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Changing Lifestyles, Changing Habits: A Heart Healthy Trip through the Grocery Store


You may never have thought of it this way, but the routine chore of grocery shopping has a huge impact on your health. The choices you make when you go to the store are literally some of the most important choices you make in your life, even though it sounds dramatic to put it that way.

The latest trend in the grocery store industry is to have a dietitian on staff to assist shoppers in their quest for better health. If your local food store doesn't offer that service, we're here to help.

Let's go through, aisle by aisle, to take a look at what should stay on the shelf and what should land in your cart.

For starters, don't arrive at the grocery store hungry. This really will help you to make healthier choices. It's much easier to resist potato chips and cookies when your stomach is full.

  • First, the produce: You already know this-fresh fruits and vegetables are good for you. They're lower in calories than many foods, low in fat (many don't have any fat at all), they're good sources of fiber and they're full of nutrients. When you're in this section, vary your colors. Buy yellow peppers, deep red apples (and eat the skin), broccoli, oranges. Add apples to tuna salad. Eat oranges instead of a candy bar. Remember, you want to eat at least five servings a day of foods from the produce section.

  • Dressings and condiments: For the fewest calories, go for the low-fat or no-fat dressings. If you're not too worried about calories, choose the dressings that contain olive or canola oil. Remember that mayonnaise is a high-fat item, usually with more saturated fat than is good for you. Plain, low-fat yogurt is a good substitute. And remember that pickles are high in sodium. It's best to skip them, especially if you're watching your blood pressure. Salsa is an excellent condiment for spicing up burgers. It usually has a low-fat or no-fat content, and it's got vitamin C as well.

  • Pastas and sauces: These items are across the board in terms of health benefits. For pasta, try the whole wheat. It has more fiber and it doesn't convert to sugar as quickly after you eat it as white pasta does. (And remember that a serving of pasta is about the size of a tennis ball.) When you choose a pasta sauce, read the label for fat content. Some sauces are full of flavor and very little fat, so look for those. Cream sauces and sauces made with vodka usually have a higher calorie count.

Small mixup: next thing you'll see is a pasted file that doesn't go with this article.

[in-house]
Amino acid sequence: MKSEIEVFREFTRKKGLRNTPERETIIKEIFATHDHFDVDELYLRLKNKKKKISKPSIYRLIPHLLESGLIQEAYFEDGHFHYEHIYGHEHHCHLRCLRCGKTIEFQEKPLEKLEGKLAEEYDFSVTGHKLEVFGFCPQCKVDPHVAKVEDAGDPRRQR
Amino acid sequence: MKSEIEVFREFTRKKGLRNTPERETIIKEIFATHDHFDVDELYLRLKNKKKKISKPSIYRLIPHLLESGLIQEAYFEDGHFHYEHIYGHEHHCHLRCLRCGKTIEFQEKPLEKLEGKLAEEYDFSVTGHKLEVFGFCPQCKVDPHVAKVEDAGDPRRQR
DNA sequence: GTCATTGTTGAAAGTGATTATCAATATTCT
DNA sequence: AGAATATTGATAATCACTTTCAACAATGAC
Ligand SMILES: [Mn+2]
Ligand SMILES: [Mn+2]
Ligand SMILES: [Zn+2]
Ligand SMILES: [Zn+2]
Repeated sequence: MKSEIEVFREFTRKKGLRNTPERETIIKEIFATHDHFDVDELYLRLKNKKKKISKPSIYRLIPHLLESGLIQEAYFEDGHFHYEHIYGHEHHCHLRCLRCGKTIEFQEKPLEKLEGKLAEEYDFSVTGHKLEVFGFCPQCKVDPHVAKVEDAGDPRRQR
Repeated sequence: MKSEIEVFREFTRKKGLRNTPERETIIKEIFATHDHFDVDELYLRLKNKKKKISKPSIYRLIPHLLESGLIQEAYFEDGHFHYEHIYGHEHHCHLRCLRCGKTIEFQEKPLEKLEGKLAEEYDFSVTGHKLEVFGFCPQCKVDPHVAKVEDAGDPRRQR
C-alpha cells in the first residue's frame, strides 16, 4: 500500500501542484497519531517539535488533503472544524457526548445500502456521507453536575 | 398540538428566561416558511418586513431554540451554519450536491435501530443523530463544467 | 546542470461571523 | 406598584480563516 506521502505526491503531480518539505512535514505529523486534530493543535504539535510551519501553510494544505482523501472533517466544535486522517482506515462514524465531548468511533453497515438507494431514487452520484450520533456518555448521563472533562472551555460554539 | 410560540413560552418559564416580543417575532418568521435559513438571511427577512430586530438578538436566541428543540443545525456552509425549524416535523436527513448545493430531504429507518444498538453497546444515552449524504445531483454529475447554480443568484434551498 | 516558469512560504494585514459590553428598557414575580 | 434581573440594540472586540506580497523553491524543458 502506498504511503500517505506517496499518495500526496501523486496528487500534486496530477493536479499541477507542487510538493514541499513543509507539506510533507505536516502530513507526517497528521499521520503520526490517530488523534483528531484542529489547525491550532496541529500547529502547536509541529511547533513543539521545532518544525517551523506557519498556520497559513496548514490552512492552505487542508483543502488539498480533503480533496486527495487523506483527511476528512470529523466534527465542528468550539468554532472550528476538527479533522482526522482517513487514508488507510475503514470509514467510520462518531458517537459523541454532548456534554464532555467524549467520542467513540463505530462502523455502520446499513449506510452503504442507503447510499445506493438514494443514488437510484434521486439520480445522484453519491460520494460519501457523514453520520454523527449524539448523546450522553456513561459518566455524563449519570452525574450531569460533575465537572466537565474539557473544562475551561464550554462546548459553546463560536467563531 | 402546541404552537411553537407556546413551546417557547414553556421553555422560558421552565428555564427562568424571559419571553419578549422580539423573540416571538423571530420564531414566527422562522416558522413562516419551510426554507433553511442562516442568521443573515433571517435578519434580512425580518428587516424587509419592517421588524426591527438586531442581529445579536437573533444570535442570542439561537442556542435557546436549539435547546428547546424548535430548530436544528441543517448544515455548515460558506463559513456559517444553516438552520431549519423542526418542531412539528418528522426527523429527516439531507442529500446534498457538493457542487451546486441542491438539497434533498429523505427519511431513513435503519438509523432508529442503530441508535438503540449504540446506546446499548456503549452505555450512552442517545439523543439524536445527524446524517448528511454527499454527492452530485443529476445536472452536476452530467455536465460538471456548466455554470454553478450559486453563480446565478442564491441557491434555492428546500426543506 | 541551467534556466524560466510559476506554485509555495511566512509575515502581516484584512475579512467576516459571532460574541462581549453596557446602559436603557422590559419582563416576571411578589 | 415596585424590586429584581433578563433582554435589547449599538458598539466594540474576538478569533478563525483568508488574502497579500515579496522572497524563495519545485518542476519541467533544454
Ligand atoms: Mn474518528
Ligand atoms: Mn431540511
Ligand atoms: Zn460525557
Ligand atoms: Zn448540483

• Cereals: The thing that can get you in the cereal aisle is the sugar content. Try to leave the Fruit Loops, Honey Nut Cheerios, Cap'n Crunch etc., out of your cart. Read the labels to find the cereals that have the highest fiber count and the lowest sugar count. Sweeten them up at home with fresh fruit or raisins. (And be sure to use non-fat milk.) If the kids give you grief about your new cereal selections, offer to let them have the sugary stuff one day a week.

  • Prepared foods: This can be another booby trap area if you're trying to eat healthy, especially if there aren't labels on the foods (and there usually aren't). The first thing to keep in mind is portion control. Ask for the smallest containers, especially if you're eating for one. Choose vegetables that aren't in a creamy sauce, lean meats that aren't fried, broiled fish, etc. Don't be shy about asking how a dish was prepared.

  • Snack foods: It's best to roll the cart right past this aisle, but just in case, here are some guidelines: stay away from potato chips and Pringles and corn chips and other fried chips. Avoid cottonseed oil and other hydrogenated fats. Don't be fooled by the "cholesterol free" labels. Technically, they may be true, but if the food contains trans fats or saturated fats, they're more likely to increase your cholesterol.

    If you have to choose a snack, choose pretzels, but keep in mind that even though they're low in fat, they offer no real nutritional value, so you're getting a lot of empty calories from them. Avoid most of the cookies. They're high in saturated fat or trans fat and they're high in calories. (Remember that warning about shopping on a full stomach? That's to help you move through the cookie aisle without a purchase.)

  • Sodas: Avoid them! They're full of sugar and calories. Drink water instead. Diet soda is marginally better than non-diet, but it's not doing you any real good. You need water instead.

  • Baked goods: For the most part, avoid them. Buy whole grain bread, and remember that one slice usually counts as a full serving.

  • Frozen foods: A meal that you prepare with fresh ingredients is likely to be more satisfying and nutritious than most of the frozen meals you can buy. If you're in a time crunch and you really think that a frozen dinner is your only option, read the labels for fat, sodium, sugar and calorie content to make sure you make the healthiest choices.

  • Meats and dairy: If you buy luncheon meats, choose the ones that have reduced fat and sodium. Buy less red meat and replace it with fish and skinless chicken. Choose low-fat or no-fat dairy-milk, yogurt, cheese, etc. Full-fat dairy items aren't healthy and they're full of fat and calories.

    The National Heart, Lung, and Blood Institute
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